T every turning point in your life, a person is usually standing there guiding you, opening or closing a door for you. Baron de Rothschild, Europe’s richest man in the 19th century once wrote: ‘‘Make no useless acquaintances.” All of these are caused by complacency, meaning taking action is the seed of greatness. What we think or know or what we believe in is of no consequence. The only consequence is what we do.
If you are serious about succeeding at what you are doing, there are three steps you must take. One, do something. Nobody ever made a greater mistake than he who did nothing because he didn’t know what to do. Praying and planning are good but doing something is better. He prays the most who works hardest.
God promised to part the waters of the Jordan River so that His people could enter the Promised Land. But the waters parted only after they stepped in, Joshua 3:11-17. Apply the same principle. Just get moving, you cannot do a thing correctly until you have started doing it. If you don’t know exactly what to do, just start doing something. The first step to success is, Do something. Two, Do something today. If you want to achieve your dream, you cannot follow the crowd.
Germany’s Shakespeare, Johann Wolfgang von Goethe once said, whatever you can do, or think, begin it, for boldness has power and genius in it. The three essential steps to success are one, do something, two, do something today and finally, do something everyday. Stories of great people have always revolved around persistence: Abraham Lincoln, Benjamin Disraeli and Nelson Mandela. If you want to know your future, look at your daily routine. You don’t determine your future, you determine your habits and your habits determine your future.
The secret of success is doing the right things day after day. But beware, in your desire to build a reputation, don’t lose your character. Reputation is what people think you are, character is what God and your relatives know you are. Never sacrifice your family for your career. If you do, you will end up winning the admiration of mediocres while losing the love of those who matter. Don’t sacrifice your spirituality (relationship with God) for material things. God told His people: ‘‘You may say to yourself, my power and the strength of my hands have produced this wealth for me.” But remember your Lord your God, for it is He who gives you the ability to produce wealth, if you ever forget the Lord, you will surely be destroyed,” Deu 8: 17-18.
Aside of the do it now law of success, another characteristic of leaders is vision. Just as Walt Disney saw a happy family oriented Amusement Park many years before Disneyland was built, you also must carry the vision of this kind of goal. Every time you think about someone, remember a past event you are visualizing. Just learn to manage and control your visualizing capacity. Champions visualize their success in advance as they want to savour it as a new experience.
But failures usually visualize their failures even before the actual event. As a result, their subconscious have been programmed for failure rather than success. Apart from the Rozicrucian aphorism: Whatsoever thou resolveth to do, do it immediately, reserve not to the evening what the morning can accomplish, you must constantly feed your mind with exciting images of success. Through visualization George Washington, America’s first president and Benjamin Franklin, America’s first millionaire made themselves champions of world politics. For many years, week after week, they thought of a characteristic quality they wanted to embody. They visualized by imagining themselves as possessors of that quality. Over time these images became so deeply impressed on their subconscious such that the mannerisms and the person became one.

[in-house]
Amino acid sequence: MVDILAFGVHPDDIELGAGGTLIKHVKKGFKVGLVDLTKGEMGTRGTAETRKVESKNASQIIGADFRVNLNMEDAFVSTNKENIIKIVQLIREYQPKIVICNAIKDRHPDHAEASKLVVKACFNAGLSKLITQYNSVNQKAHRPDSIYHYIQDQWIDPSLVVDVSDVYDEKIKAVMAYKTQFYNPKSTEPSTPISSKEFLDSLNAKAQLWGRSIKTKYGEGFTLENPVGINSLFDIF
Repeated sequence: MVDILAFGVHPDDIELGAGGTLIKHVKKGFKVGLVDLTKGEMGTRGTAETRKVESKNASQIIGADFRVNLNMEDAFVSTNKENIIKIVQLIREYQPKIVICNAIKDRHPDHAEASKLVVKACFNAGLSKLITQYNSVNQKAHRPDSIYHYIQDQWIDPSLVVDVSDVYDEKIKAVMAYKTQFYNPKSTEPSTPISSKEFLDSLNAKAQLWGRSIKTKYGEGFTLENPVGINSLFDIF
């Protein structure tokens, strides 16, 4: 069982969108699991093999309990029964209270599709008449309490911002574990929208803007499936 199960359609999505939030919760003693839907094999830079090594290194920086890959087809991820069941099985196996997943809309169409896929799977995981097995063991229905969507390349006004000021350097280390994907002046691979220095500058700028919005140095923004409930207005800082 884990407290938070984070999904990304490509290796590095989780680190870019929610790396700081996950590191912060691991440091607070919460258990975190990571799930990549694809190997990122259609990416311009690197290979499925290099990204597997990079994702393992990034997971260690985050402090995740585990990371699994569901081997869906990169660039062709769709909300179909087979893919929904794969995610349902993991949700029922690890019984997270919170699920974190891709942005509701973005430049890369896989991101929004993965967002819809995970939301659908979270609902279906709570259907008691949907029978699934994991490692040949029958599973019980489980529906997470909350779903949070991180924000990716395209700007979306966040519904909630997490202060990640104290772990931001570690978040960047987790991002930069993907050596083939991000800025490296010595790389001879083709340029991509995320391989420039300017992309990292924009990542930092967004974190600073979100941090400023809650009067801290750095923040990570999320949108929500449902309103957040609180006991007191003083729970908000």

Piero Ferucci, in his book: What We May Be, explains how you can develop any quality you desire by dwelling upon it continually and imagining that you have that quality already. Read about what you desire, you are what you can be. Like professional athletes, rehearse your success in advance. Continuously recall your best performances at every stage of your life. Frequently, visualize your goal with such vividness and intensity that you can almost act it as your role. How clearly you can see this your goal will determine how quickly it comes into your reality. The reason why you need clarity is that casualness bring casualties. If you don’t have a clear idea of what you want, you end up getting worse things. As within, so without, so visualize your ideal life and with patience you will realize it in no time.
Our champion this week is Sir William Arthur Lewis, the black West Indies economist who shared with Theodore Shultz the 1979 Nobel prize for Economics for his studies of economic development and his construction of an innovative model relating the terms of trade between less developed and more advanced nations to their respective levels of labour producing in agriculture.
Lewis was born in 1915 in Castries Saint Lucia, British West Indies. He got his bachelor’s and doctorate degrees from the London School of Economics after winning scholarships between 1930 and 1940. He was a lecturer at the LSE from 1938 to 1947.
He was appointed professor of economics by the University of Manchester from 1947 to 1958. He became principal of the University College of the West Indies between 1959 and 1962. He also worked as professor of economics at Princeton University from 1963 to 1983. He helped establish and between 1970 and 1973 headed the Caribbean Development Bank. Lewis was knighted by the British Queen in 1963. His several books included The Principles of Economic Planning (1949), The Theory of Economic Growth (1955), Development Planning (1966) and Growth and Fluctuations (1978). He died in 1991 at Bridgetown Barbados. He was the first blackman to win the Nobel prize in Economics.